When there’s something strange in your neighbourhood, you know who to call. At least, you would if you lived in the fictional version of New York City in which the Ghostbusters do business. Decades may have passed since the group last busted a ghost, but the iconic characters will live on forever, as will the ever so catchy theme song, which is a Halloween staple.
Things also seem to point towards Ghostbusters III finally happening, after many years of trouble.
Back in the mid-2000s, Dan Aykroyd and Harold Raimis failed to get a Ghostbusters III script off the ground, partially because Bill Murray wasn’t interested in being a part of it. Around the same time, Terminal Velocity and Sony decided to forge ahead on a video game after seeing an impressive tech demo that a company — that didn’t hold the rights to the property — had released. The actors ended up joining that product, and assisted with the development of what would end up being known as Ghostbusters: The Video Game. Hell, they even got all four.
At the time, Ghostbusters: The Video Game was a sort of consolation prize. While it didn’t seem like a third movie was going to happen, at least we got the game, which took place after the original two celluloid classics. I could be wrong, but I remember the game being touted as a sort of interactive Ghostbusters III, which made it a must play for any fan of the series, especially the hardcore ones.
When it released back in June 2009, the game received generally positive praise and seemed to do pretty well. I wasn’t sure of what to expect, so instead of spending the close to $90 that it would’ve cost to purchase the game, I rented it from my neighbourhood video store and played through it over the course of a borrowed week. Like my friends, who also gave it a shot, I enjoyed the game and came away generally impressed. It wasn’t perfect, but it was better than most licensed efforts, and the story really helped its cause. So, too, did the actors’ involvement, because they gave it an air of authenticity. The end result was something that actually kind of felt like a Ghostbusters movie.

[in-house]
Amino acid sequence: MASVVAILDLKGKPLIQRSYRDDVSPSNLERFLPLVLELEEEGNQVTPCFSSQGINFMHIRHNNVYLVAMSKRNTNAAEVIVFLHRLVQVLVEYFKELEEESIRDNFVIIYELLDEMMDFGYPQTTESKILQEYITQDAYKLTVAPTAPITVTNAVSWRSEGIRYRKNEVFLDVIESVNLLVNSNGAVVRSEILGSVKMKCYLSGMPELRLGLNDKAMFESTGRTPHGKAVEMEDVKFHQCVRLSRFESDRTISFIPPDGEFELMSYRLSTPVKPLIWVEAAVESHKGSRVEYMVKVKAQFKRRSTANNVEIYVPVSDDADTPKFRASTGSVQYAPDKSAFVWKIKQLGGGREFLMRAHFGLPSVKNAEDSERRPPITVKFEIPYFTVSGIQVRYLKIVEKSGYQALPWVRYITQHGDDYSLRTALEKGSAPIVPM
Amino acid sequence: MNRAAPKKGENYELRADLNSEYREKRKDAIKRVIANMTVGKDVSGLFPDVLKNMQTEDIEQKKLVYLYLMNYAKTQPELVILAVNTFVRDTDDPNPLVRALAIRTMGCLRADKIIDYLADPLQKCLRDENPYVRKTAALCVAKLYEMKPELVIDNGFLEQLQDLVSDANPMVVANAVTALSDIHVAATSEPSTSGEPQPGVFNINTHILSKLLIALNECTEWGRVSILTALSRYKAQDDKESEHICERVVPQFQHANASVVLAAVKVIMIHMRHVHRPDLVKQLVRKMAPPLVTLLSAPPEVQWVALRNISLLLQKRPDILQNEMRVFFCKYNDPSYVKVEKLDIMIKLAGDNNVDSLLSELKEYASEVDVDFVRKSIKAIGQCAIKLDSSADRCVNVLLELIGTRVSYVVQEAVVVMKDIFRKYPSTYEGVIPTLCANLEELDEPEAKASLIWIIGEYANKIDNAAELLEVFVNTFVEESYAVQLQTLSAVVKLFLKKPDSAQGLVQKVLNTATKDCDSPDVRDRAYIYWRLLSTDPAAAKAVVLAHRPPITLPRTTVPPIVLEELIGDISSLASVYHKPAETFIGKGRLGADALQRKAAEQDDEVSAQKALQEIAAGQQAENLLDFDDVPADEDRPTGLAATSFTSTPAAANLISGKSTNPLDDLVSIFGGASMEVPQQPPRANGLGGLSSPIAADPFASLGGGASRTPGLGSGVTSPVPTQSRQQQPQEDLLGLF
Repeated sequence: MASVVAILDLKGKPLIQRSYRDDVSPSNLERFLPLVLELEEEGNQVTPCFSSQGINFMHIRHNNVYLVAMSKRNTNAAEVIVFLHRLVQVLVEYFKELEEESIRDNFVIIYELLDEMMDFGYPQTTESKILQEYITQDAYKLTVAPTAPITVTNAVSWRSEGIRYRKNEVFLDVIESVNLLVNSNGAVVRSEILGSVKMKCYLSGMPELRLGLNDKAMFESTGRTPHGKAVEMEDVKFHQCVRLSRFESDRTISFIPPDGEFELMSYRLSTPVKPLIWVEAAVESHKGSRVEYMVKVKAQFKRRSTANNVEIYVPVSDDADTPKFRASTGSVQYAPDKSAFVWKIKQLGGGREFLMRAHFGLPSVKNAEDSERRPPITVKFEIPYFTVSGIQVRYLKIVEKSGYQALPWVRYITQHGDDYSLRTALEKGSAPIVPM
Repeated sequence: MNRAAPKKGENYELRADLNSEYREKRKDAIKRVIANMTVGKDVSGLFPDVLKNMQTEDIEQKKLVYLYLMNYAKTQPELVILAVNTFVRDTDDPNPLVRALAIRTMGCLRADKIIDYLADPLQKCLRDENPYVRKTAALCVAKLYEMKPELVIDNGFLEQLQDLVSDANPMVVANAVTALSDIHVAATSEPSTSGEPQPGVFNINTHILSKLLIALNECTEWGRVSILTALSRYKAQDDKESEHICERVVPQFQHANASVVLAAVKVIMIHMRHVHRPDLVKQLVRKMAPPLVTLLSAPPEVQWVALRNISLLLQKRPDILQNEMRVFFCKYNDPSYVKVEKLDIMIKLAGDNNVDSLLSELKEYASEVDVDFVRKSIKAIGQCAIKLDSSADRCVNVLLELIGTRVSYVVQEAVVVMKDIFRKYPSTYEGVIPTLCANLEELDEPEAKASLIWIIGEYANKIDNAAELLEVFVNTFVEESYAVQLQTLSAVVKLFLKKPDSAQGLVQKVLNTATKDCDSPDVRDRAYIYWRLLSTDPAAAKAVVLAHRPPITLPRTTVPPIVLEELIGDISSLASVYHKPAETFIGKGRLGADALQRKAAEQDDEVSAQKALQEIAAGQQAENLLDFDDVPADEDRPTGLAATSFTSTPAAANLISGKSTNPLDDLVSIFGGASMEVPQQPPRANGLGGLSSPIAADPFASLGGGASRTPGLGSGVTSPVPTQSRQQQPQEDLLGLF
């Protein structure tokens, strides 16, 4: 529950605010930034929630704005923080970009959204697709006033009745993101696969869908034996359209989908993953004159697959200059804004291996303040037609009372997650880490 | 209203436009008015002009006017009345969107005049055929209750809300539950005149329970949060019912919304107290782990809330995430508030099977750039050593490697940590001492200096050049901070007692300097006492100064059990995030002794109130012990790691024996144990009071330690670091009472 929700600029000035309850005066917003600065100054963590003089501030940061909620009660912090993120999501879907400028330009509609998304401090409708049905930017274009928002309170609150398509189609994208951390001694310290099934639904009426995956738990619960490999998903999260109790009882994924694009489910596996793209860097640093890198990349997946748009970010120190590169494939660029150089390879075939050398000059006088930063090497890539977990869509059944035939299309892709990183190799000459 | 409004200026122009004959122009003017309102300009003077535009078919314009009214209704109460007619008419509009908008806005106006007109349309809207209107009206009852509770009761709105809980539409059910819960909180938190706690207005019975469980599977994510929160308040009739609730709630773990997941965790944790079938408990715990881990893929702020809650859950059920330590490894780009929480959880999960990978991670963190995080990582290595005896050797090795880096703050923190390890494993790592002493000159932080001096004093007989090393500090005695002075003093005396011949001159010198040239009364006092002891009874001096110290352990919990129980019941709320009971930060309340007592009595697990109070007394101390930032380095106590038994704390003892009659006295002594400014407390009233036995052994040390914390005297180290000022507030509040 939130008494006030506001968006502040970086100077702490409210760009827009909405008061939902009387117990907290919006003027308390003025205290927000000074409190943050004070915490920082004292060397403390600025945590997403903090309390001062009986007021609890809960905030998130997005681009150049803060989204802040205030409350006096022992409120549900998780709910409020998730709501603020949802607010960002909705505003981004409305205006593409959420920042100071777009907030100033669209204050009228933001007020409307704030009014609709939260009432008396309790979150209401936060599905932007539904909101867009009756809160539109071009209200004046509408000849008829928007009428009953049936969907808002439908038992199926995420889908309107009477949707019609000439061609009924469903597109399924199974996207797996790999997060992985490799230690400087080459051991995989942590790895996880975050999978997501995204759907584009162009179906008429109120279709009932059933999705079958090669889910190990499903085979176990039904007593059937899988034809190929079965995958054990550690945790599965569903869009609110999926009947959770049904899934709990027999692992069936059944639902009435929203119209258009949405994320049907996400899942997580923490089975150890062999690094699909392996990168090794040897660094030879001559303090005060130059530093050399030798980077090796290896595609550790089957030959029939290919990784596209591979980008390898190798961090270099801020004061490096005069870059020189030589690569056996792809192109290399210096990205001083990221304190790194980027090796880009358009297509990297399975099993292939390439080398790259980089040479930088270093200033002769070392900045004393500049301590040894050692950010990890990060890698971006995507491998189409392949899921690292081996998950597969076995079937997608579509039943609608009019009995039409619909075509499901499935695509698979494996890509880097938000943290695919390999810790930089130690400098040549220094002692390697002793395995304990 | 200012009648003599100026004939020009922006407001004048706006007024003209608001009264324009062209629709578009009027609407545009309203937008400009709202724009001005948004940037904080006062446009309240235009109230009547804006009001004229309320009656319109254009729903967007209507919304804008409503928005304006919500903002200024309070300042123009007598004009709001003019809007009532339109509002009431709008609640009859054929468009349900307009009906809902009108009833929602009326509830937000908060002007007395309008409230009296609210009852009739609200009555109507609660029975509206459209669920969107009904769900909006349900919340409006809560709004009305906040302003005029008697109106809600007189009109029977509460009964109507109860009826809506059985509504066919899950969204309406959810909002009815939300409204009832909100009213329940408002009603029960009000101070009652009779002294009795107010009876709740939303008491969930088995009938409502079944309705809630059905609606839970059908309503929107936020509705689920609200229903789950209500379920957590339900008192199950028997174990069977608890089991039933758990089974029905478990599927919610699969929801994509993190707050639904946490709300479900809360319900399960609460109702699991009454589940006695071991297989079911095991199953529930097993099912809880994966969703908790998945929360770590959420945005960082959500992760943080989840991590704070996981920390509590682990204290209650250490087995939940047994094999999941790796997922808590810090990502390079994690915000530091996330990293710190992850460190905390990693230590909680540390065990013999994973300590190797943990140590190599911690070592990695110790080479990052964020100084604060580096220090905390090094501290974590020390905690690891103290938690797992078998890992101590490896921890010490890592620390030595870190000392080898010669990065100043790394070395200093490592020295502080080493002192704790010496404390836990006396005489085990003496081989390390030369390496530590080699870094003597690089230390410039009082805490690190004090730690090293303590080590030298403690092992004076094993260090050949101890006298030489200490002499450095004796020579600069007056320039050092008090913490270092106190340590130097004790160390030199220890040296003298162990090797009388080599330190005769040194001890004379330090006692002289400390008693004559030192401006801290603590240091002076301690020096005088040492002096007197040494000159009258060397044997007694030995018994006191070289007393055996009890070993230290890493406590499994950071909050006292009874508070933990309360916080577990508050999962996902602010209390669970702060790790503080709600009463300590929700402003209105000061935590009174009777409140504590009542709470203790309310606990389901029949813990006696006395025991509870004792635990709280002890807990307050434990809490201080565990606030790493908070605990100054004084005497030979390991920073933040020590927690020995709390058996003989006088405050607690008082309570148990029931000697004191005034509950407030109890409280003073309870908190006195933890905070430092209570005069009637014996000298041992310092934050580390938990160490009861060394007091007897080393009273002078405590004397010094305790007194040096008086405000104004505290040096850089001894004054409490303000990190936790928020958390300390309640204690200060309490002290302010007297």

Fast-forward to today, and we’re more than ten years removed from the original release date. The current console generation is coming to an end, and looking back it’s easy to see that it relied on a mix of the old and the new. As development times (and costs) increased, developers looked to remasters and remakes in order to help increase their profit margins. Of course, they also aided in making older properties popular again, which was the case with Activision’s Crash Bandicoot N. Sane Trilogy, Spyro Reignited Trilogy and Crash Team Racing: Nitro-Fueled.
The latest in a long line of similarly updated re-releases has turned out to be none other than Terminal Velocity’s Ghostbusters: The Video Game Remastered, which comes to us by way of Saber Interactive and Mad Dog Games.
Set during Thanksgiving of 1991 (which places it a couple of years after the events of Ghostbusters II), this supernaturally fueled experience begins with the four main members training their new Rookie. It’s this standard, white male protagonist who we take control of throughout what is an average, if not a bit brief, campaign. He doesn’t say a lot, nor does he have a lot of personality, so it’s up to the cast of the films to drive the narrative, make us laugh and that type of thing. Thankfully, they do a pretty good job, as the writing is solid and above average, especially in comparison to other licensed efforts.
The campaign takes place over the course of several stages, which explore environments like Times Square, the New York City public library and the Sedgewick Hotel. Along the way, players will face off against the familiar (Slimer and the Stay Puft Marshmallow Man), as well as new types of enemies, such as marshmallow ghost dogs, opera singer ghosts and ghastly gargoyles. This is done in a third-person shooter set-up, wherein the player must weaken enemies before killing or trapping them.
Along the way, the Rookie gains access to new types of streams, meaning that there’s more than just the traditional Proton Pack stream available for use. One slows enemies down, while another tethers them. It’s also possible to slam foes left to right, right to left or up and down, which becomes helpful whenever a ghost is unruly. Slamming can also be a major aide when it comes to trapping something, because — through a purchasable upgrade — the Rookie can unlock the ability to slam ghosts into traps.